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Updated by GOAT Series Staff on Jul 17, 2016
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Greatest Movie One-Liner of All Time

What is the greatest movie one-liner of all time?

"I'm gonna make him an offer he can't refuse."

In a film series focused around an overtly violent lifestyle, it was refreshing and eloquent to see a veiled threat. Vito Corleone, the head of a massive and nearly omnipotent crime family, fulfilled his promise of getting his relative an acting role in the most sadistic and brutal way possible, and it all began with this delicately-phrased line. In spite of the many ethical codes that accompanied the Corleone family and its violence, the use of decapitations on horses was evidently not prohibited, and its appearance in the ensuing scenes retroactively empowered Vito’s line. The line was a beautiful and shocking way to demonstrate how much power came with the family title, and managed to make a point without crossing into blatant shock value. And although it may just be a coincidence, modern day Hollywood directors own far fewer racehorses.

Film: The Godfather | Release: 1972 | Director: Francis Ford Coppola | Box Office Gross: $245 to $286 million

Actor & Character: Marlon Brando as Vito Corleone | Context: Euphemistically describing Vito's plan to coerce a studio head into cooperation.

"I ate his liver with some fava beans and a nice Chianti."

Thanks to the free advertising in Silence of the Lambs, fava beans have reentered dining rooms around the world, and Chianti is poured with a mandatory recreation of Anthony Hopkins’s infamous line. Delivered during Clarice Starling’s visit to the cell of Hannibal Lecter, this line put a chill into every member of the audience, and left an impression of Anthony Hopkins’s terrifying stare in the minds of all future viewers. Although Hopkins played a sociopathic cannibal with more skill than most actors could summon, his defining moment came with this line, where he completely sold his character and struck fear into the hearts of census takers everywhere. Something about Hannibal Lecter’s judicious reveals of courtesy and viciousness made him a figure of cinematic legend, and Anthony Hopkins’s line made him a cinematic nightmare.

Film: Silence of the Lambs | Release: 1991 | Director: Jonathan Demme | Box Office Gross: $272.7 million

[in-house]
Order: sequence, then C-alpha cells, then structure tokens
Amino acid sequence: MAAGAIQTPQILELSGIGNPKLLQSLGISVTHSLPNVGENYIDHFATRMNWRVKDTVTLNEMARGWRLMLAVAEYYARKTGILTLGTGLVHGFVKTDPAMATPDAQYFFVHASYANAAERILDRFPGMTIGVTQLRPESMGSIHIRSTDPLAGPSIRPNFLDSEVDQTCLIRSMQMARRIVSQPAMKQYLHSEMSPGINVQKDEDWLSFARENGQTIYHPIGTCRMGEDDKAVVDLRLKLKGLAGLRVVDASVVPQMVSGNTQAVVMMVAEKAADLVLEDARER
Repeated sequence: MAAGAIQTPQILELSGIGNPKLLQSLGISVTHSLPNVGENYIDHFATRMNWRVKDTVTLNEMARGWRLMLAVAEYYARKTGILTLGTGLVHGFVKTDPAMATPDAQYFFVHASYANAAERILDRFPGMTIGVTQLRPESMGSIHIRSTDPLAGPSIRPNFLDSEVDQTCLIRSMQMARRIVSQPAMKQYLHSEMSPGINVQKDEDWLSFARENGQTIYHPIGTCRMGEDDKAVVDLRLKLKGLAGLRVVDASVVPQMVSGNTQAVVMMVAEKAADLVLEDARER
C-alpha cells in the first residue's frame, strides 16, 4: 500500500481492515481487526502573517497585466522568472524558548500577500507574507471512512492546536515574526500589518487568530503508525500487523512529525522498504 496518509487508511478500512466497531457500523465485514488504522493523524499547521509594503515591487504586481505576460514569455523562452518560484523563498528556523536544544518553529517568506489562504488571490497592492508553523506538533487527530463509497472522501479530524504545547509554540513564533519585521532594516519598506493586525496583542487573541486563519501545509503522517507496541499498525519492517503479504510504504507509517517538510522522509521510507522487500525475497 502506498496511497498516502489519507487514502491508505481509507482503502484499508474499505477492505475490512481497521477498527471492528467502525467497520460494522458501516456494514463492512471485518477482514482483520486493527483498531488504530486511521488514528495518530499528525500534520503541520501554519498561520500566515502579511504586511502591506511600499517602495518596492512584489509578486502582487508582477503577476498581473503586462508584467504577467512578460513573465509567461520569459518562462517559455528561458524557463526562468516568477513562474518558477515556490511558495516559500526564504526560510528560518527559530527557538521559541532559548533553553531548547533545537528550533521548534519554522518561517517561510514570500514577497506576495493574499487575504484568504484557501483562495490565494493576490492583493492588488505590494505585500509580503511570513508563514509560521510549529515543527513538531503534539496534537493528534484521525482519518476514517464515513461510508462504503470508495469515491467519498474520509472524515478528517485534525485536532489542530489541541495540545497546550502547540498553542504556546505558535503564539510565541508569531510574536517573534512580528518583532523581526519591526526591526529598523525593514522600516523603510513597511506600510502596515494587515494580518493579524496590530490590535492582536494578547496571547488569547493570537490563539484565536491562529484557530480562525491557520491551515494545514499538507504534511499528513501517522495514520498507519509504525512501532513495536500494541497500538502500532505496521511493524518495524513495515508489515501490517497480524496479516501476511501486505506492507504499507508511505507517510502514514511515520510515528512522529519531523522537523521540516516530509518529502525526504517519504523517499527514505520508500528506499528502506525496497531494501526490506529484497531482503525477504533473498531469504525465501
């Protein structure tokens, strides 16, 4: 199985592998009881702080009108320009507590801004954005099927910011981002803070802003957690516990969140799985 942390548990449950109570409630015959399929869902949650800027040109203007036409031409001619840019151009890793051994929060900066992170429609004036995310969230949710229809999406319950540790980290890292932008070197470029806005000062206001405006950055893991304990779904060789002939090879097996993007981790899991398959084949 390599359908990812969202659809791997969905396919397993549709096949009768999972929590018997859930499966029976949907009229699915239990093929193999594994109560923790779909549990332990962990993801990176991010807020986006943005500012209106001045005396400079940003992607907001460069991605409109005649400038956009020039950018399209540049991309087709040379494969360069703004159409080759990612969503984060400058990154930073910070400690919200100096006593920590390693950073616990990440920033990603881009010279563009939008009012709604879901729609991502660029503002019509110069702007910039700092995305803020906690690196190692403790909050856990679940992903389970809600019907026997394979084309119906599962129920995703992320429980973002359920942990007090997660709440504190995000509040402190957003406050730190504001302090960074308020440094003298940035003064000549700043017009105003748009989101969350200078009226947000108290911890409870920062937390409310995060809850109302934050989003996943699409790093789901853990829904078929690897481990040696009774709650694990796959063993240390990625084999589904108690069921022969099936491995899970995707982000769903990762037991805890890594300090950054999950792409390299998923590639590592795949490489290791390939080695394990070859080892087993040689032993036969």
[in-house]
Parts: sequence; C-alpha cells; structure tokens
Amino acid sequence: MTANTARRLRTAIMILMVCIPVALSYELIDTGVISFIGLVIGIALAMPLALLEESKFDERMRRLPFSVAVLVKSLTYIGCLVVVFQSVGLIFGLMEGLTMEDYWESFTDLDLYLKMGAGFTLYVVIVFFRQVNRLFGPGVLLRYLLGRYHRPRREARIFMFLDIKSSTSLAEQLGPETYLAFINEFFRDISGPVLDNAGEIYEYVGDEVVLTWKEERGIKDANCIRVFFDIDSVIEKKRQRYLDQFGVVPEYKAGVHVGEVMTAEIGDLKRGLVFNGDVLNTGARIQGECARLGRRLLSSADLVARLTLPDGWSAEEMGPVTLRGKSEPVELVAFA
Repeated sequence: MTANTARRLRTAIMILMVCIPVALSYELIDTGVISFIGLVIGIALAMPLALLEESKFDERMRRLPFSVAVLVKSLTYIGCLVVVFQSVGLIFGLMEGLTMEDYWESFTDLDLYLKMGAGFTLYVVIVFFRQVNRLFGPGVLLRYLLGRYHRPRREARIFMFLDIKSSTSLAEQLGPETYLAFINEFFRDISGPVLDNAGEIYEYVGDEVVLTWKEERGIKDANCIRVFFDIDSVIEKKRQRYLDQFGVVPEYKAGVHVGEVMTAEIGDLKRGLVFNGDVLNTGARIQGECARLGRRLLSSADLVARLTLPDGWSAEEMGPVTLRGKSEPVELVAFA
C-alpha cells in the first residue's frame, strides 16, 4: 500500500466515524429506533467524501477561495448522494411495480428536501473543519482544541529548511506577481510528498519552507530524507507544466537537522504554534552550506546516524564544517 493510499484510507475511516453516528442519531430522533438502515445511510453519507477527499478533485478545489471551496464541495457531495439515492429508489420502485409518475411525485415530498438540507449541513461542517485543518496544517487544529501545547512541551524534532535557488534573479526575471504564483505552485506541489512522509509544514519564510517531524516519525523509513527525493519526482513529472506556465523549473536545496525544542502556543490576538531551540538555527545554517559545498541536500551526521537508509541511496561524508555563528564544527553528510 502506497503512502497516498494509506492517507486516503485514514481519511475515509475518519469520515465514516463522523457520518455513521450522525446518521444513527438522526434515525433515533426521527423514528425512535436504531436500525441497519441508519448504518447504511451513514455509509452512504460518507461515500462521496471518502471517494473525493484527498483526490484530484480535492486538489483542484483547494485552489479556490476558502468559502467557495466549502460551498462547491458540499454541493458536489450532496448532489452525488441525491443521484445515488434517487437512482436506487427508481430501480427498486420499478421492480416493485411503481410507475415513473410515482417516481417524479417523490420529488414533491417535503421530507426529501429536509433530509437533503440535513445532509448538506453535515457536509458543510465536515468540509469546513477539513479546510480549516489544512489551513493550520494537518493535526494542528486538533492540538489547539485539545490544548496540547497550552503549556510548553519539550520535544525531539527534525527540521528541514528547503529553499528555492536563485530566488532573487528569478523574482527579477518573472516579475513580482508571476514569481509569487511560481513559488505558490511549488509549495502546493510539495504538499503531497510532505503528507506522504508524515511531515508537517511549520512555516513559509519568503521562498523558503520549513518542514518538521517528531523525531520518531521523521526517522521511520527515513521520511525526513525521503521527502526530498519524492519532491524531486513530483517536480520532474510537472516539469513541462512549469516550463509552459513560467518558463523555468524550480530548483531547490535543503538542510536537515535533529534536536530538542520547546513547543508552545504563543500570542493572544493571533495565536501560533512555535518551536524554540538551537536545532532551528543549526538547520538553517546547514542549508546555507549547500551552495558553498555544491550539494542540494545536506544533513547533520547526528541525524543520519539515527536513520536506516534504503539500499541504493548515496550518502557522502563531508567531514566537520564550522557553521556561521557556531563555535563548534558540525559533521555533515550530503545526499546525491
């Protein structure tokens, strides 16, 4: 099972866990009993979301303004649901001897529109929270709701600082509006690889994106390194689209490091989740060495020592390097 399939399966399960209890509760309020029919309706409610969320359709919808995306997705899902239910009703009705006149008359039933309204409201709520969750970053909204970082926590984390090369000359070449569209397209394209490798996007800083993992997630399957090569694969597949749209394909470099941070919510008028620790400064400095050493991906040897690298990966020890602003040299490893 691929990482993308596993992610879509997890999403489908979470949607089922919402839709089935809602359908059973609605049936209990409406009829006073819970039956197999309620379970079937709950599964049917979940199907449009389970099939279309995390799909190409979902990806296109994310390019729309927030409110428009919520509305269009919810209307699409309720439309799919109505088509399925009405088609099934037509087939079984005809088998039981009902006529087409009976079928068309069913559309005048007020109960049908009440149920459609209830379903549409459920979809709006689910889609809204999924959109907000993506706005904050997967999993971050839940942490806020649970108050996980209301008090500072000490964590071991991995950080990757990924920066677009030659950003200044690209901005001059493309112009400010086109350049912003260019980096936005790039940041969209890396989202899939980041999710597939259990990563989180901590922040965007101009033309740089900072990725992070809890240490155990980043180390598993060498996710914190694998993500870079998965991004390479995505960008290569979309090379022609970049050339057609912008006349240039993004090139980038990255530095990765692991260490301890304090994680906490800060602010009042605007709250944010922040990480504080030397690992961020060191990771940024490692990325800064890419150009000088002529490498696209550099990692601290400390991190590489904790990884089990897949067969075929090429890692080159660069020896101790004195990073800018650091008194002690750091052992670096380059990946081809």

Actor & Character: Anthony Hopkins as Hannibal Lecter | Context: Describing the fate of a census taker who probed too far into the cannibalistic Dr. Lecter's private life.

"Frankly, my dear, I don't give a damn."

This line has nested comfortably in the top tier of film quotes since its inception, and its praise is far from undeserved. After the lengthy and absorbing experience of Gone with the Wind, in which Scarlett O’Hara and Rhett Butler tempted the audience with a satisfying romance that never truly solidified, the need for an emotionally powerful and resolving scene was greater than ever. When Rhett finally gathers the courage to push away Scarlett, whose concerns immediately fall to her own wellbeing and how she will maintain her status, he proceeded to offer his own rebuttal to her protests. The line was callous and harsh, but it felt entirely earned, considering the toying nature of their relationship and the need for clarity. Rhett’s statement was more than just a shove back against Scarlett’s pleas; it was a much-needed moment of agency and character determination.

Film: Gone with the Wind | Release: 1939 | Director: Victor Fleming | Box Office Gross: $390 million

Actor & Character: Clark Gable as Rhett Butler | Context: Dismissing the concerns of Rhett's unrequited love, Scarlett O'Hara.

"What we've got here is failure to communicate."

Communication may be the cornerstone of any good relationship, but this line – delivered by an oppressive chain-gang warden in Cool Hand Luke – challenges that notion. The eponymous Luke, an up-and-coming rebel within the prison system, found his perfect opponent in the order-worshipping Captain. After failing to obey orders while on a chain-gang march, Luke was subjected to a beating, and subsequently informed of the root of his disagreements with authority figures. The shaky, almost unassuming nature of the line’s delivery only heightened its absurdity, and succeeded in fostering both disdain and admiration for The Captain. As the film progressed and the contest for the prisoners’ respect grew between Luke and The Captain, one thing became abundantly clear: on a practical as well as ideological, the conflict was always about the failure to communicate.